Another collection of fast and lively songs and tunes in Kíla’s gloriously eclectic style. World, Irish and Street music collide in a fusion of fun and full-on energy.

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Irish band Kila have been perfecting their musical skills for over twenty years. They formed in Colaiste Eoin school in Dublin, back in 1987. Since then they have travelled and toured extensively across the globe, enriching their musical skills and rich vocabulary of sounds.

Bubbling over with new ideas, but still full of the energetic tunes and percussive Gaelic vocals that are Kila’s trademark. (musicscotland.com)

“A record where you feel you’re getting your musical passport stamped in a different location on every song, it finds the septet losing nothing as they bring the energy and freewheeling quality of their live shows to the studio – and sounding like someone just remembered to hit record during one hell of a get together.” (RTE)

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“Kíla bring their particular blend of contemporary, paired with layered arrangements and an undoubted World music sensibility.” (Irish Times)

Another album from the masters of Irish Trad/World/Techno/ Dance/Electronica – the spellbinding Kila.
This certainly requires serious listening but we feel the effort will be worthwhile. Kila don’t do things the easy way, nor in half measures.
This is also a top class production job. Congrats to all! (allcelticmusic.com)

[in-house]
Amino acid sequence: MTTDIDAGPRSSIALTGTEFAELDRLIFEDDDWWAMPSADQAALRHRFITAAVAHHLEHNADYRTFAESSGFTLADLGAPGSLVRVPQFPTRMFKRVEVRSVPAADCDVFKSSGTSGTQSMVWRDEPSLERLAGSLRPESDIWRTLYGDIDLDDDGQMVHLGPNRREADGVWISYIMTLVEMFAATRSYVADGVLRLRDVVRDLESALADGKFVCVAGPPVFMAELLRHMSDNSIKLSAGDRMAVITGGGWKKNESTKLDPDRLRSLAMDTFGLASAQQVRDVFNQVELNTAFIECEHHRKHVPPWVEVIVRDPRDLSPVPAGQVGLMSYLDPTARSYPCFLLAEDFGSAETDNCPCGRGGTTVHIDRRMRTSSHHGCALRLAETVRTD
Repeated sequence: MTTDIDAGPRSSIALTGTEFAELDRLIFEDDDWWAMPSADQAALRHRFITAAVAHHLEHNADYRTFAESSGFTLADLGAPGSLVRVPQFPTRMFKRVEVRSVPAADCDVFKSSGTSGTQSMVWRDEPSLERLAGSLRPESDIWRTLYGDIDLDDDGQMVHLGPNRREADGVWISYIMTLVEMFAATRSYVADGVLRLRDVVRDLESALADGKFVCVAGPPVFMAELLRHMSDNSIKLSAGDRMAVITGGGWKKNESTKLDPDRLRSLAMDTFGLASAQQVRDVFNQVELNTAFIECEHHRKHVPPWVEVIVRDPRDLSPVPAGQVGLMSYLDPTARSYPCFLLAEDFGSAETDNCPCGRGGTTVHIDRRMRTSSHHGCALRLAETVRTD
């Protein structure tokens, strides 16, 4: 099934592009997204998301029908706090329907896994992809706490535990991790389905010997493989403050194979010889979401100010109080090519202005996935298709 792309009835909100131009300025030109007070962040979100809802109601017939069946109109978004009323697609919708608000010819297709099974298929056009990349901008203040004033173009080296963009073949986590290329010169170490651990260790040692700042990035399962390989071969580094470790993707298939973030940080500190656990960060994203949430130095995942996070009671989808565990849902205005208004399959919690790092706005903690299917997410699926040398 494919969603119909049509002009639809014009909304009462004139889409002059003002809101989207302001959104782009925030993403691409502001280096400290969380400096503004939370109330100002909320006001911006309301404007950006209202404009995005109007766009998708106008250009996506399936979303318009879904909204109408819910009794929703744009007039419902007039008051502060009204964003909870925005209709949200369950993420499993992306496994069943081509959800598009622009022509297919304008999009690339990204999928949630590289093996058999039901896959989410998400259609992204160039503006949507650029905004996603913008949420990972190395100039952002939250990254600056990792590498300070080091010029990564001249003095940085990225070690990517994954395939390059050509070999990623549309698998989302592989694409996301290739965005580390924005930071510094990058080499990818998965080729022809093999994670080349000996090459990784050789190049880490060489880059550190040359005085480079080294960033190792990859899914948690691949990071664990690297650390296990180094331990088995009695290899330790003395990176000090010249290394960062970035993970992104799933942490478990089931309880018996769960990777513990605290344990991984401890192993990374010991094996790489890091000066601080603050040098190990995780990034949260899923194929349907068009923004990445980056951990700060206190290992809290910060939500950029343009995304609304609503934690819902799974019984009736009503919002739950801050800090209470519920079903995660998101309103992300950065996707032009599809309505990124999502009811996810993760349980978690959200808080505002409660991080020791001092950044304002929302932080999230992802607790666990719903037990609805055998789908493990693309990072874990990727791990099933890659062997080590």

In other words: a perfect mix between old and new melodies from good ol´Ireland !

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Personnel:
Dee Armstrong (fiddle, vocals, dulcimer , banjo)
Eoin Dillon (uilleann pipes,whistles, background vocals)
Brian Hogan (bass, lap steel-guitar, guitar, percussion, background vocals)
Lance Hogan (guitar, drums, percussion, programming)
Colm O’Snodaigh (flute, percussion, whistle, clarinet, saxophones, vocals)
Ronan O’Snodaigh (bodhran, bocals, glockenspiel, percussion)
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Martin Brunsden (saw)
Mark Gavin (bass synthsizer)
Darach Mac Con Iomaire (fiddle)
Karl Odlum (programming, guitar, effects)
Liam O Maonlai (piano, background vocals)
Rossa O’Snodaigh (whistle, mandolin, lute, percussion & Lots of noisy things)
Dan ‘Klezmer’ Page (clarinet)
Hiroshi Yamaguchi (guitar)

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Tracklist:
01. Leath ina Dhiaidh a hOcht (R.O’Snodaigh/Dillon/Pachelbel) 3.19
02. Electric Landlady (Armstrong) 4.50
03. Cardinal Knowledge (C.O’Snodaigh) 5.09
04. Dúisígí (Armstrong/Dillon/B.Hogan/L.Hogan/C.O’Snodaigh/R.O’Snodaigh) 3.40
05. Seo mo Leaba (Armstrong/Dillon/B.Hogan/L.Hogan/C.O’Snodaigh/R.O’Snodaigh) 4.11
06. Fir Bolg (Armstrong/Dillon/B.Hogan/L.Hogan/C.O’Snodaigh/R.O’Snodaigh) 5.33
07. Boy Racer (Armstrong/Dillon/B.Hogan/L.Hogan/C.O’Snodaigh/R.O’Snodaigh) 4.19
08. Her Royal Waggeldy Toes (Armstrong/Dillon/B.Hogan/L.Hogan/C.O’Snodaigh/ R.O’Snodaigh) 4.09
09. Cabhraigí Léi (Armstrong/Dillon/B.Hogan/L.Hogan/C.O’Snodaigh/R.O’Snodaigh) 4.51